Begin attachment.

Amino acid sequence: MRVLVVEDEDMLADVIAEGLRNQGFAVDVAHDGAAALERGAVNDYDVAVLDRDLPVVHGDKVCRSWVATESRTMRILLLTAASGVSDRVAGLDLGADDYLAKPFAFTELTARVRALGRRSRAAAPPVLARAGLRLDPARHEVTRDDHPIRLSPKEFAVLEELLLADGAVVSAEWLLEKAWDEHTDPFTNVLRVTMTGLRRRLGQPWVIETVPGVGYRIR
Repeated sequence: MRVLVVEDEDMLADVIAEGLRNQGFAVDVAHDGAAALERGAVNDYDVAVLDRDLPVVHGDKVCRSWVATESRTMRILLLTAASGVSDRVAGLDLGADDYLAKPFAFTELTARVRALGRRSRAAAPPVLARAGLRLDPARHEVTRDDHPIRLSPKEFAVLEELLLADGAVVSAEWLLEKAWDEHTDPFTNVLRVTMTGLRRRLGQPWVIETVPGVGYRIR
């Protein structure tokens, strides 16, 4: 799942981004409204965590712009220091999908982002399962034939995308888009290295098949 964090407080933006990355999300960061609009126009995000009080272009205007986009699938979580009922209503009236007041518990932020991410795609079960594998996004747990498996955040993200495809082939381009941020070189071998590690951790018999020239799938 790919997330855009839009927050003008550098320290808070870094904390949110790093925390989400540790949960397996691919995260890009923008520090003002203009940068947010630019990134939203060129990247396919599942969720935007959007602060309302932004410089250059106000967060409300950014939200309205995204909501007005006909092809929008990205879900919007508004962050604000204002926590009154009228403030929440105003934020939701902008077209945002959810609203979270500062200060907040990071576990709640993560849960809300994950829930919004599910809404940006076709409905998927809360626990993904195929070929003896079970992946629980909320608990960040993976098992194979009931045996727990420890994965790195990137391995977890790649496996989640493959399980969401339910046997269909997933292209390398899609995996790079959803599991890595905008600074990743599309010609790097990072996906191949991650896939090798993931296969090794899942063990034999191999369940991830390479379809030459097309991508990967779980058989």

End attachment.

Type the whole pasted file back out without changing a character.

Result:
Amino acid sequence: MRVLVVEDEDMLADVIAEGLRNQGFAVDVAHDGAAALERGAVNDYDVAVLDRDLPVVHGDKVCRSWVATESRTMRILLLTAASGVSDRVAGLDLGADDYLAKPFAFTELTARVRALGRRSRAAAPPVLARAGLRLDPARHEVTRDDHPIRLSPKEFAVLEELLLADGAVVSAEWLLEKAWDEHTDPFTNVLRVTMTGLRRRLGQPWVIETVPGVGYRIR
Repeated sequence: MRVLVVEDEDMLADVIAEGLRNQGFAVDVAHDGAAALERGAVNDYDVAVLDRDLPVVHGDKVCRSWVATESRTMRILLLTAASGVSDRVAGLDLGADDYLAKPFAFTELTARVRALGRRSRAAAPPVLARAGLRLDPARHEVTRDDHPIRLSPKEFAVLEELLLADGAVVSAEWLLEKAWDEHTDPFTNVLRVTMTGLRRRLGQPWVIETVPGVGYRIR
């Protein structure tokens, strides 16, 4: 799942981004409204965590712009220091999908982002399962034939995308888009290295098949 964090407080933006990355999300960061609009126009995000009080272009205007986009699938979580009922209503009236007041518990932020991410795609079960594998996004747990498996955040993200495809082939381009941020070189071998590690951790018999020239799938 790919997330855009839009927050003008550098320290808070870094904390949110790093925390989400540790949960397996691919995260890009923008520090003002203009940068947010630019990134939203060129990247396919599942969720935007959007602060309302932004410089250059106000967060409300950014939200309205995204909501007005006909092809929008990205879900919007508004962050604000204002926590009154009228403030929440105003934020939701902008077209945002959810609203979270500062200060907040990071576990709640993560849960809300994950829930919004599910809404940006076709409905998927809360626990993904195929070929003896079970992946629980909320608990960040993976098992194979009931045996727990420890994965790195990137391995977890790649496996989640493959399980969401339910046997269909997933292209390398899609995996790079959803599991890595905008600074990743599309010609790097990072996906191949991650896939090798993931296969090794899942063990034999191999369940991830390479379809030459097309991508990967779980058989």